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Wednesday, February 22, 2012

Tech Tip of the Day: How to save space on Solid State Drives (SSDs) - Part Two: Disable Hibernation

**EDITED**


Description: This is a technical article on to the topic of saving space on Solid State Drives. Part Two covers disabling Hibernation mode, which will free up several gigabytes of space on most systems.

The purpose of this article series is to show how to save space on Solid State drives, which are typically smaller than standard hard drives. In this second article we will be disabling Hibernation Mode, which saves several gigabytes of space by removing the hibernation file, which is typically 75% as big as your total system RAM. In other words, if you have 4GB of ram, the hibernation file will be about 3GB in size.

Netbook and Notebook Users
Hibernation is a commonly used feature for notebooks to save battery, and typically is the "go-to" mode for laptops when the battery is running low. If you are using a notebook or netbook, we do not recommend disabling hibernation.

Hibernation File
Let's start by seeing how much space the hibernation file takes up on the system, and then remove it. Note that this document uses the command line. Be sure to enter only and precisely the commands as they are displayed in this document. Failure to do so could result in damage to your system.

Hibernation is a feature that isn't often used - its purpose is to save energy by putting the machine in to a low-power state, but it sometimes takes several minutes to go in to and resume from hibernation and only saves marginally more power than Sleep Mode, which is nearly instant to enter and resume from. For most people, sleep mode is more than sufficient and doesn't take up any of your hard drive space. If you are unsure about whether or not you need the hibernation feature, consult a technician or just skip to the next document.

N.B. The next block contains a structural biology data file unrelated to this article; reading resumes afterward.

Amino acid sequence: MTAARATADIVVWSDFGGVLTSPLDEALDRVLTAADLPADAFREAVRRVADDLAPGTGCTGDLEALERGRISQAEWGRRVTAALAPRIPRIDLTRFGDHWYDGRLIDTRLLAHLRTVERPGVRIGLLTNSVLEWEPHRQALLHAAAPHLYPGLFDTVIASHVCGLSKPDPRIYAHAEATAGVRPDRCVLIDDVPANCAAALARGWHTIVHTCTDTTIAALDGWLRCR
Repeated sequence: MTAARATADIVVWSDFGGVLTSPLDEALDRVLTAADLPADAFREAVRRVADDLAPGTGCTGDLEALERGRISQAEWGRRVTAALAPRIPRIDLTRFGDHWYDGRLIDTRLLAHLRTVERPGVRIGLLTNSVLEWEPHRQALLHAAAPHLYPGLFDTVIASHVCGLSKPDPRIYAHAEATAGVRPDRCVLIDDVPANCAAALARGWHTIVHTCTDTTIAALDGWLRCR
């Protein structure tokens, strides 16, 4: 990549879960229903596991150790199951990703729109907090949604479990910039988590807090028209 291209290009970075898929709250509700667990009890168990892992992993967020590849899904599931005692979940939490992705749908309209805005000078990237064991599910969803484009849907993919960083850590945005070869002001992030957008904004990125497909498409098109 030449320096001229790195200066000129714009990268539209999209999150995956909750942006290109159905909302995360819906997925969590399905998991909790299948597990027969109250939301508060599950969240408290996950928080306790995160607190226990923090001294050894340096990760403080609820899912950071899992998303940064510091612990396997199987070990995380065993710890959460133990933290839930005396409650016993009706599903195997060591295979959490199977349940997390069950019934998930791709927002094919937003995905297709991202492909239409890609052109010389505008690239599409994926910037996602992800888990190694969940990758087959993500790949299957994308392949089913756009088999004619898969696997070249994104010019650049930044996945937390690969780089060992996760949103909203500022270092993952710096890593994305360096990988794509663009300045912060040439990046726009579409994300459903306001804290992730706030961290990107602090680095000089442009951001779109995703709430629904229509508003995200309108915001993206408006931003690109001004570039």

1. Go to Start, enter CMD, then right-click on it and choose Run As Administrator.

    Run as admin

  2. On the new window, enter "CD C:\" (without the quotes) in to the box and press enter. The Command Prompt will return a C:\> prompt.

    command prompt

  3. Enter "dir /as" (without  the quotes) and press enter to see the size of the hibernation file.
    • Note: It displays the size of the file in bytes, so just think of the left-most number (in this case ‘3’) to be roughly the number of gigabytes it is using on your hard drive.

    dir /as

  4. To turn off the hibernation file, enter "powercfg -h off" (without  the quotes) and press enter. It will return a C:\> prompt.

    powercfg -h off

  5. Now enter "dir /as" (without  the quotes) in to the box and press enter. The hiberfil.sys file should now be gone, and the space is freed up on your SSD. If not, then it should disappear after a reboot.

    dir /as

  6. Once this is completed, restart your computer to complete the process. Hibernation is now disabled on the system, and the space is saved on the SSD.
For more assistance contact Technical Support here.